The texts of terror include the dark stories of women in the Bible who were forgotten, abused, and even killed. Evans shared that each year it is a Jewish tradition to remember one of these women, the daughter of Jephthah. I thought about the women of valor I know. I thought about the terror filled stories that are never heard. I began to ask God how I should respond.
A few weeks ago, John and Andy went on a backpacking trip. I had a lot of free time to cook what I wanted, stay up as late as I wanted, and watch what I wanted. The first night I decided to catch up on my blog reading. I came across an article written for The Gospel Coalition about human trafficking. I was aware of many of the facts. However, many of the statistics were new to me. One shook me so violently I nearly vomited.
The average age a teen enters the sex trade in the U.S. is 12 to 14-year-old. According to, children exploited through prostitution report they typically are given a quota by their trafficker/pimp of 10 to 15 buyers per night, though some service providers report girls having been sold to as many as 45 buyers in a night at peak demand times, such as during a sports event or convention.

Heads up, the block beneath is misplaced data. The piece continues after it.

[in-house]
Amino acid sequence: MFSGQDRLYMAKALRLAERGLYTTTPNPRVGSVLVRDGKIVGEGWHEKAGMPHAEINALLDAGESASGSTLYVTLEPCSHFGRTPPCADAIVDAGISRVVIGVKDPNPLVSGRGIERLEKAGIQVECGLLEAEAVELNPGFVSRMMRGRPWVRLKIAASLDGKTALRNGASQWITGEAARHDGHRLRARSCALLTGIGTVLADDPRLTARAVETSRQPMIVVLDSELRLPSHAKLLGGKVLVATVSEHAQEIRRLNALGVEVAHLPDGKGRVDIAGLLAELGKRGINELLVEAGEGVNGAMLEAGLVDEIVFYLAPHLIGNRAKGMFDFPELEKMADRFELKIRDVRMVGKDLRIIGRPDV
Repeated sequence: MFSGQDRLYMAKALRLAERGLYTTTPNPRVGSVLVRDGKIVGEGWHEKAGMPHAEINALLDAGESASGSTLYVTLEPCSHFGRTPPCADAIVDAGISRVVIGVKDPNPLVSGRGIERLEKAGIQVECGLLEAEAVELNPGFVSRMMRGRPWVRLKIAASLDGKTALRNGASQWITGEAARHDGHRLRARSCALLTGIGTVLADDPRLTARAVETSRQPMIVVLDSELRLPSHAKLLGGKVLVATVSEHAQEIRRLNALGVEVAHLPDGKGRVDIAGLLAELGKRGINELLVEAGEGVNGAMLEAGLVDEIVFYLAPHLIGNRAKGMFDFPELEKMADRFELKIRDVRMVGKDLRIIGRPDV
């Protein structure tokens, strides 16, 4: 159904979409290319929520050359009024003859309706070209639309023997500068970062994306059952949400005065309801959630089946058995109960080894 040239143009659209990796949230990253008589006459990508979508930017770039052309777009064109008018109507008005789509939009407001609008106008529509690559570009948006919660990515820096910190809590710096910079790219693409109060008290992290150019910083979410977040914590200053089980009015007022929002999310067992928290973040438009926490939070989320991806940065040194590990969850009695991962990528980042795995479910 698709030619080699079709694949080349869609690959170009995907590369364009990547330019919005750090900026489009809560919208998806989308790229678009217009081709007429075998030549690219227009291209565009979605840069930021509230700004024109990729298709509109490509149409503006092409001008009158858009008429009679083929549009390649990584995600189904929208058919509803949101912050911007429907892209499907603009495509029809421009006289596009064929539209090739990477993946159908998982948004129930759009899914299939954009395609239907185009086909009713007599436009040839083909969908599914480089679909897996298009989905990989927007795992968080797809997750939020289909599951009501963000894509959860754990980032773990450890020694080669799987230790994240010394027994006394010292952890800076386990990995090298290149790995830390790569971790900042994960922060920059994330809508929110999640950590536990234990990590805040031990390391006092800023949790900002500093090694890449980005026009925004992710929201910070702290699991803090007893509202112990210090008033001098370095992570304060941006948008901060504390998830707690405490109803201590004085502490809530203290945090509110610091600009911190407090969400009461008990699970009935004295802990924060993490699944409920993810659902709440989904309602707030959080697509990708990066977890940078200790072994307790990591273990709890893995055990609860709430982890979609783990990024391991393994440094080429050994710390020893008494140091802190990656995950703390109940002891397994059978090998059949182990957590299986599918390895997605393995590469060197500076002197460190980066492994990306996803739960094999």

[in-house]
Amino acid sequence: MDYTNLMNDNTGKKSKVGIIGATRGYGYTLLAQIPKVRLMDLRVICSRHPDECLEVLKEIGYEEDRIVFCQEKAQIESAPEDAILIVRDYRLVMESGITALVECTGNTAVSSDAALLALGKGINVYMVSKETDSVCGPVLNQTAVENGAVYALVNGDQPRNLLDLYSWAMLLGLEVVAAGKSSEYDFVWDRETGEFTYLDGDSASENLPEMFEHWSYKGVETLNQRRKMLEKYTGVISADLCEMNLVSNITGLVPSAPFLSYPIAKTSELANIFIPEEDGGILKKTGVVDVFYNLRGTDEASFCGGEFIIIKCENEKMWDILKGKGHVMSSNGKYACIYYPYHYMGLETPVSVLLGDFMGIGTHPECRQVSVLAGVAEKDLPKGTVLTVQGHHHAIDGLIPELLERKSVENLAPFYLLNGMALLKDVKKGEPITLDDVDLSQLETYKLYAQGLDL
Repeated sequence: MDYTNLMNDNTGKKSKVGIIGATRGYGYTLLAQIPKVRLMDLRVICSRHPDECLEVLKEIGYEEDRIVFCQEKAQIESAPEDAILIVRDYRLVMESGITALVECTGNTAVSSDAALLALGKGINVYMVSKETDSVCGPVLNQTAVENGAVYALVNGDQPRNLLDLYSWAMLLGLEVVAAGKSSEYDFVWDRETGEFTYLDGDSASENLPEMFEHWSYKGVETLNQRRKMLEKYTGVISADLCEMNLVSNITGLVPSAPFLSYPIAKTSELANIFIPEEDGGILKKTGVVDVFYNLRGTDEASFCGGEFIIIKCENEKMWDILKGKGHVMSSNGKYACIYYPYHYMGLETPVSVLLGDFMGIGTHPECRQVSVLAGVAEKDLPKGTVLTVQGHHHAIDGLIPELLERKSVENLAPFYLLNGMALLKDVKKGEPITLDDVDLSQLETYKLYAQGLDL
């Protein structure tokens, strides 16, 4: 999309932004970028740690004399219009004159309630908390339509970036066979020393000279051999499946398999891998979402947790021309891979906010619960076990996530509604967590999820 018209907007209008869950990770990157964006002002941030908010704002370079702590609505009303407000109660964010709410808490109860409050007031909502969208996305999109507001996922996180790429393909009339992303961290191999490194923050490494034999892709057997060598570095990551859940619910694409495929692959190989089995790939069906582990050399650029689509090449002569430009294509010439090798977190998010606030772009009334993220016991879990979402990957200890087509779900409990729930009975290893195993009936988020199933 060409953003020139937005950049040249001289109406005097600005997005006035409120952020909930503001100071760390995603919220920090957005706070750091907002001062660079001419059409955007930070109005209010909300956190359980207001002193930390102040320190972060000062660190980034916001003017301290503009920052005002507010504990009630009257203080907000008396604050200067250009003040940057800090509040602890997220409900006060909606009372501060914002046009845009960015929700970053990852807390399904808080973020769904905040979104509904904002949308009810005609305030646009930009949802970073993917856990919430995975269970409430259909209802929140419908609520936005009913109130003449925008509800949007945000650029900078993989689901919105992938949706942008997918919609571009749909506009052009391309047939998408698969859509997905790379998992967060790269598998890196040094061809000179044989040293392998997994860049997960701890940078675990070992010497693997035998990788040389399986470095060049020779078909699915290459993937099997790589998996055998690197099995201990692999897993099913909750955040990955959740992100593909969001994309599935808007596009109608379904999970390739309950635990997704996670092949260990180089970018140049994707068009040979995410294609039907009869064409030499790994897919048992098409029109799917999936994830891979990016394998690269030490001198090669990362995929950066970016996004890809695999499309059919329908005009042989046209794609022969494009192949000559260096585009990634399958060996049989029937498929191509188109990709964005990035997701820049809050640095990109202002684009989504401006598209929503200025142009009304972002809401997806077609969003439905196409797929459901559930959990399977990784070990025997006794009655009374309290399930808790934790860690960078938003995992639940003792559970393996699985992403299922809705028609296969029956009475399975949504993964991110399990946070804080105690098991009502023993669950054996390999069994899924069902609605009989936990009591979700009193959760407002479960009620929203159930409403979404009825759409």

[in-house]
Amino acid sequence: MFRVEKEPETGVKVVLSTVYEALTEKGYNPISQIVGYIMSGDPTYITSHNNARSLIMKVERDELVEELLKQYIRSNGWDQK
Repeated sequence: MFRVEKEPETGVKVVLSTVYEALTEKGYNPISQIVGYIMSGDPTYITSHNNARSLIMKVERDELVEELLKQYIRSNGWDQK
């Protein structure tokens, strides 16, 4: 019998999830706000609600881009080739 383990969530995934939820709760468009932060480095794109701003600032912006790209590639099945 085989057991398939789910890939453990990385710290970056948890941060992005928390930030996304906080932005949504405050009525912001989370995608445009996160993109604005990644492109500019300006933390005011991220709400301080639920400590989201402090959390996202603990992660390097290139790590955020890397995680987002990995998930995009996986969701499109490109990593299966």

Utilizing a conservative estimate, a domestic minor sex trafficking victim who is rented for sex acts with five different men per night, for five nights per week, for an average of five years, would be raped by 6,000 buyers during the course of her victimization through prostitution.
~ Joe Carter, 9 Things You Should Know About Human Trafficking
Six thousand times? I cannot fathom the horror!
I decided everyone needed to know these facts. I opened my Facebook page and began to write a post. I concluded it saying, Who will rise up? Who will stand up and be the next Martin Luther King, Jr., a voice for freedom and justice? My heart pounded with the enormity of the problem. I was about to push post when God whispered a profound question to my heart.
Why not you?
Thus began a wrestling match with God. Who me? I am uneducated, unknown, a nobody? God reminded me that my arguments were not new. Moses uttered the same words as he stood before a burning bush thousands of years ago.
I tried a new angle.
I don’t want to. I don’t want a life obsessed by a cause. I don’t want a life consumed with a single purpose. I don’t want to make enemies. I don’t want to live in conflict. I don’t want to risk my life. I want to sit on my back deck with John and watch my future grandchildren play. I want peace and quiet.
I was appalled by my reaction. I always imagined that if God called me I would answer Him with the eagerness of Isaiah. “Here I am LORD! Send Me!” (Isaiah 6:8) I assumed my heart was inclined to listen and respond to God just like young Samuel, “Speak, LORD, for your servant is listening” (1 Samuel 3:10).